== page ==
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A place to call home

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by MATTHEW NASH
Sequim Gazette

Displaced nonprofit organizations faced their own tough options this summer following the closure of Sequim Community School.

 

Head Start, Women, Infants and Children (WIC), Snap (now called Mosaic), First Teacher and Peninsula College’s GED and English Language Learners have relocated their programming and either expanded, consolidated or ceased some operations.

Mosaic’s bright spot

With a high demand for space, and limited mobility options after 5 p.m., Mosaic, a community classroom for people with intellectual and developmental disabilities, splits classroom time between the Living Skills classroom at Sequim High School, Olympic Theatre Arts and Holy Trinity Lutheran Church in Port Angeles. It has expanded programming to four days and added more classes.

 

Instructor Bonne Smith said they’ve begun to increase their class attendance by including Port Angeles.

 

“It’s been a slow trickle but regular folks are supporters and still showing up,” she said. “Some are impacted due to the increased cost of transportation and if they live outside of the bus route with Paratransit, they can’t make it.”

 

Students miss the community school, Smith said, but everyone wants to go forward.

 

The biggest change for students other than location is that they pay about $2 an hour for programming.

“We feel bad that in the past we almost wholly supported participation, but we feel this is a deal,” Smith said.

 

The organization pays a nominal fee for hourly classes at the church and receives free office space.

 

For monthly dances, Olympic Vineyard Christian Fellowship in Port Angeles donates space for free, too.
Mosaic hosts a health fair 1-4 p.m. Saturday, Oct. 13, at Holy Trinity Lutheran Church, 301 Lopez Ave., Port Angeles. For more information, visit Clallammosaic.org or call 681-8642.

Boys & Girls, First Teacher partner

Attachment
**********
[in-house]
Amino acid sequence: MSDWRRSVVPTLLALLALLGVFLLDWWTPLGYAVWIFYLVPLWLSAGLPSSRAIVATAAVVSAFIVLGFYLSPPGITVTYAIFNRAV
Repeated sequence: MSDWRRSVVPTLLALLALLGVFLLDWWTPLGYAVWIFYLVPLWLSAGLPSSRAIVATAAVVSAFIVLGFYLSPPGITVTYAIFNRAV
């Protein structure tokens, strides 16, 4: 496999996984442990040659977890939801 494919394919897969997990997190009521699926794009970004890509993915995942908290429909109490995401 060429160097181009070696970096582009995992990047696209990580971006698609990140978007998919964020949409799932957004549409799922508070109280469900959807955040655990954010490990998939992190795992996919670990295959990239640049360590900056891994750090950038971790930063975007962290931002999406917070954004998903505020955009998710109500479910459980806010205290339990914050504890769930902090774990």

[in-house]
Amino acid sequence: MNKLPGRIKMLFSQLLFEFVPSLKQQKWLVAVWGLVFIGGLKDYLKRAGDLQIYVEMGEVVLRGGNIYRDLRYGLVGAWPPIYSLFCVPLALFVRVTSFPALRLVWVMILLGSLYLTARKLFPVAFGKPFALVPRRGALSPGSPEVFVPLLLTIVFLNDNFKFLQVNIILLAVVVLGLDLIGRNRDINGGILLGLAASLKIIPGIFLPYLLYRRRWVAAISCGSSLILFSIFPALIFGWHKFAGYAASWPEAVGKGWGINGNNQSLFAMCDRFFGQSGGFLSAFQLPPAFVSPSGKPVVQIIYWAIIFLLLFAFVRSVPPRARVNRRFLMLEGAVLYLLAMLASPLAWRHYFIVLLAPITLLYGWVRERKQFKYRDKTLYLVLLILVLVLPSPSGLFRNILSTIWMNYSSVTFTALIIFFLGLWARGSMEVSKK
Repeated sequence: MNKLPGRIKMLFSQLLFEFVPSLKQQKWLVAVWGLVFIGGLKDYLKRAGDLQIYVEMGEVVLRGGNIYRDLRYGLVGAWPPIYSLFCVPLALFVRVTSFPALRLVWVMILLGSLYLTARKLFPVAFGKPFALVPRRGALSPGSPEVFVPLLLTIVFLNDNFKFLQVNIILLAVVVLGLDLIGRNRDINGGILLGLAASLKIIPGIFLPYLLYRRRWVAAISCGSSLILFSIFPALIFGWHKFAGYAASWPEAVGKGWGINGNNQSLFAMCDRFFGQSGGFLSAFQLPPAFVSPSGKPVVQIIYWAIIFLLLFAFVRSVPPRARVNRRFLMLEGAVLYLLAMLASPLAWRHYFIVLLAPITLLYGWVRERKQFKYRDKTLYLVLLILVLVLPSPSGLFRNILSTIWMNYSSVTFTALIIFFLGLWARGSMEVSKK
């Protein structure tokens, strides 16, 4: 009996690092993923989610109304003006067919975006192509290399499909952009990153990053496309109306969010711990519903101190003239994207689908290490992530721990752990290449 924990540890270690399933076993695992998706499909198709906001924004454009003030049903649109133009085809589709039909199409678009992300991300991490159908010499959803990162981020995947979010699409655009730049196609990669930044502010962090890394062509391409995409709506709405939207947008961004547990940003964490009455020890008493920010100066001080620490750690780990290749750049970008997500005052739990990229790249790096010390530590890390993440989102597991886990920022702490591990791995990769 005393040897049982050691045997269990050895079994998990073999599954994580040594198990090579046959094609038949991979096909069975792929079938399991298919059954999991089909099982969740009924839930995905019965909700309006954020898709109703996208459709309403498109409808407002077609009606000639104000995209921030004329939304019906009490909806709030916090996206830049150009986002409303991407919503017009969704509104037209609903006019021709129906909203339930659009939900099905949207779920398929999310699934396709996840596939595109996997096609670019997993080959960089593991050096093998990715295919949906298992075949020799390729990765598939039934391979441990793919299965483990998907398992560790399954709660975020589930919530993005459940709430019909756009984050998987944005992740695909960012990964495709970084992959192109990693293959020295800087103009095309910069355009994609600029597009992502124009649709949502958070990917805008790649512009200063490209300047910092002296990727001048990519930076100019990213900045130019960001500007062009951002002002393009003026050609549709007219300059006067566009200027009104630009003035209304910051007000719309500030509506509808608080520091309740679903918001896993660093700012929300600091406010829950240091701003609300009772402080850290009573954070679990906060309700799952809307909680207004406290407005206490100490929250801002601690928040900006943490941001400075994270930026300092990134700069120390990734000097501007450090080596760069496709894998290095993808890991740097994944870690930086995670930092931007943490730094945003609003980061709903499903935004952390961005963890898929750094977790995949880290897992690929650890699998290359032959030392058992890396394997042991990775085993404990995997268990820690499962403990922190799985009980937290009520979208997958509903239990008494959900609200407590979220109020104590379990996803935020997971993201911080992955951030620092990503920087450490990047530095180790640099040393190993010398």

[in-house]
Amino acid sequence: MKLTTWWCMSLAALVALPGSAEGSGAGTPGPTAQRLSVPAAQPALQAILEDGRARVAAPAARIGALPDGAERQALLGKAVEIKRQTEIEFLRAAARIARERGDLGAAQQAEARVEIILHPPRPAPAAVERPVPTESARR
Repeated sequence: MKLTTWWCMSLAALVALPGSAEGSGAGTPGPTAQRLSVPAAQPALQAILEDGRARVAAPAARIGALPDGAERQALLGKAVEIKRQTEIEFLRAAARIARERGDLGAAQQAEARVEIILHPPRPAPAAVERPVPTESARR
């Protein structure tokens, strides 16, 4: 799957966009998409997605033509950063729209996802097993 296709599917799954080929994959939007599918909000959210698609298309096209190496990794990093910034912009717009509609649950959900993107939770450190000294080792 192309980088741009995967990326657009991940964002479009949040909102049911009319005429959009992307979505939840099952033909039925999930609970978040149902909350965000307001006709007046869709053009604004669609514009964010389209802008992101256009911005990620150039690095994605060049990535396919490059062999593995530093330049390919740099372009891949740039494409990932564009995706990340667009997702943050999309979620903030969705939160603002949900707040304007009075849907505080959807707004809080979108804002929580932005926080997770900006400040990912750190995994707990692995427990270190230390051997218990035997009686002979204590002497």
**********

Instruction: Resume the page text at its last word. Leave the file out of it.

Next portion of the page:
First Teacher, a parenting education support center for young families, moved into the Sequim Boys & Girls Club, 400 W. Fir St., at the beginning of the school year.

 

Dr. Cynthia Martin, founder of First Teacher, said during the search for a new location she spoke with the club’s executive director Mary Budke about their options.

 

“I didn’t think they’d have room for us, but they aren’t busy during the day,” Martin said.

 

“While it doesn’t have our playground at least there’s a room for parents to meet and keep the program going.”

 

Martin said since the move attendance has grown.

 

For now, First Teacher meets 9:30 a.m.-11:30 a.m. Mondays and 9 a.m.-11 a.m. Fridays. For more information, call 681-2250 or visit www.firstteacher.org.

Peninsula College still enrolling

Instructors are doing their best to let potential students know Peninsula College’s GED and ESL classes are continuing in Sequim. Evelyn Short, dean of basic skills for Peninsula College, said they have put up fliers around town to get the word out because some people don’t think classes are offered in town.

 

Prior to the school closure, nearly 60 students were using the community school as much as 36 hours a week, she said.

 

The classes have relocated to the corner of Sequim Avenue and Spruce Street and plan to host an open house once they receive signage. Enrollment is open anytime through the semester and GED and basic skills classes are offered 8 a.m.-noon; ESL from 1-3:30 p.m. and 5:30-8 p.m. Mondays-Thursdays. For more information, call 683-5023 or 417-6380.

Head Start consolidates

A combination of changing facilities and budget constraints led OlyCAP to stop its day care services and consolidate its preschool program for children ages 3-5 into a portable building and the Early Head Start, ages birth to age 3, operates out of families’ homes.

 

Janet Anderson, OlyCAP chief operating officer, said it was hard to find spaces available that could be modified for early childhood development, so they added preschool classrooms to Head Start’s portable building.

 

“It’s been very challenging,” Anderson said. “The impetuous was with the change of the facility but with child care it’s not just the facility but bigger state issues.”

 

A policy council consisting mostly of parents with enrolled children, and later OlyCAP’s board of directors voted for the change.

 

Anderson isn’t sure if Head Start will pursue child care again soon due to potential federal budget cuts that could trickle down locally.

 

“It sounds like things are looking up, but child care has been such a pinball for the last five years we have to be cautious for getting back into that water,” she said.

 

Anderson added things are looking up though for the preschool program with full enrollment and a few students on the waiting list.

 

For more information on Sequim Head Start, 226 N. Sequim Ave., call 582-5700 or 582-3713.

WIC continues with Sequim Food Bank

Women, Infants and Children continues to operate 9 a.m.-11:30 a.m. and 1-3 p.m. Tuesdays at the Sequim Food Bank, 144 W. Alder St.

 

It offers free nutritious foods, information on healthy eating and health care referrals for Washington residents, pregnant women and women with children under 5 who meet certain financial guidelines and have a medical/nutritional need.

 

WIC is offered through the Clallam County Health & Human Services and is available in-person only at this time.

 

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